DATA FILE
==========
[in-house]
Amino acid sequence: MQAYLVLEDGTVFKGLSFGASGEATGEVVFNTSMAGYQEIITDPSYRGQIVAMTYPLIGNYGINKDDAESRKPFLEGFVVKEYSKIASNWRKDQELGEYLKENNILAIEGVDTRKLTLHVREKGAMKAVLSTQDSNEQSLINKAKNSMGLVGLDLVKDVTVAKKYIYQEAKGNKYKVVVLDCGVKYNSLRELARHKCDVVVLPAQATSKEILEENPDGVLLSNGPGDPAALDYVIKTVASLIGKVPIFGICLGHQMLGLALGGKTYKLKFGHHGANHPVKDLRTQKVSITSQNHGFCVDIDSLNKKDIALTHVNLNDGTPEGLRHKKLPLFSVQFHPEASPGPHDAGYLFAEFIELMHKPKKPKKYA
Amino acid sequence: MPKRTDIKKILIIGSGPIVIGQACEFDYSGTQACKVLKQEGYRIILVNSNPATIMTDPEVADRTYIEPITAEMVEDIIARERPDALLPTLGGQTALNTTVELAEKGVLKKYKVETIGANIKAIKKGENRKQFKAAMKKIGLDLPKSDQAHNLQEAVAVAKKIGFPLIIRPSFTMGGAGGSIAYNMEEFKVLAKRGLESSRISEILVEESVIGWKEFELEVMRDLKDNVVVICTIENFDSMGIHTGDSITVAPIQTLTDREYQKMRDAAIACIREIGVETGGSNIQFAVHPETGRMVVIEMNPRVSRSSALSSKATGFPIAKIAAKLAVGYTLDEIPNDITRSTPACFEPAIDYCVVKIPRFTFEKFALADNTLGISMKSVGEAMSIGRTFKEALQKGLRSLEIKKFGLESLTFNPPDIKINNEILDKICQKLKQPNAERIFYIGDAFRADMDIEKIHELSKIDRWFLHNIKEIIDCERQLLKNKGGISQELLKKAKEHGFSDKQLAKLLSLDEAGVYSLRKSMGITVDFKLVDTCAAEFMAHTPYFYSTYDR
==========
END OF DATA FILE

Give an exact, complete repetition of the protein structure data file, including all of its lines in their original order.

[in-house]
Amino acid sequence: MQAYLVLEDGTVFKGLSFGASGEATGEVVFNTSMAGYQEIITDPSYRGQIVAMTYPLIGNYGINKDDAESRKPFLEGFVVKEYSKIASNWRKDQELGEYLKENNILAIEGVDTRKLTLHVREKGAMKAVLSTQDSNEQSLINKAKNSMGLVGLDLVKDVTVAKKYIYQEAKGNKYKVVVLDCGVKYNSLRELARHKCDVVVLPAQATSKEILEENPDGVLLSNGPGDPAALDYVIKTVASLIGKVPIFGICLGHQMLGLALGGKTYKLKFGHHGANHPVKDLRTQKVSITSQNHGFCVDIDSLNKKDIALTHVNLNDGTPEGLRHKKLPLFSVQFHPEASPGPHDAGYLFAEFIELMHKPKKPKKYA
Amino acid sequence: MPKRTDIKKILIIGSGPIVIGQACEFDYSGTQACKVLKQEGYRIILVNSNPATIMTDPEVADRTYIEPITAEMVEDIIARERPDALLPTLGGQTALNTTVELAEKGVLKKYKVETIGANIKAIKKGENRKQFKAAMKKIGLDLPKSDQAHNLQEAVAVAKKIGFPLIIRPSFTMGGAGGSIAYNMEEFKVLAKRGLESSRISEILVEESVIGWKEFELEVMRDLKDNVVVICTIENFDSMGIHTGDSITVAPIQTLTDREYQKMRDAAIACIREIGVETGGSNIQFAVHPETGRMVVIEMNPRVSRSSALSSKATGFPIAKIAAKLAVGYTLDEIPNDITRSTPACFEPAIDYCVVKIPRFTFEKFALADNTLGISMKSVGEAMSIGRTFKEALQKGLRSLEIKKFGLESLTFNPPDIKINNEILDKICQKLKQPNAERIFYIGDAFRADMDIEKIHELSKIDRWFLHNIKEIIDCERQLLKNKGGISQELLKKAKEHGFSDKQLAKLLSLDEAGVYSLRKSMGITVDFKLVDTCAAEFMAHTPYFYSTYDR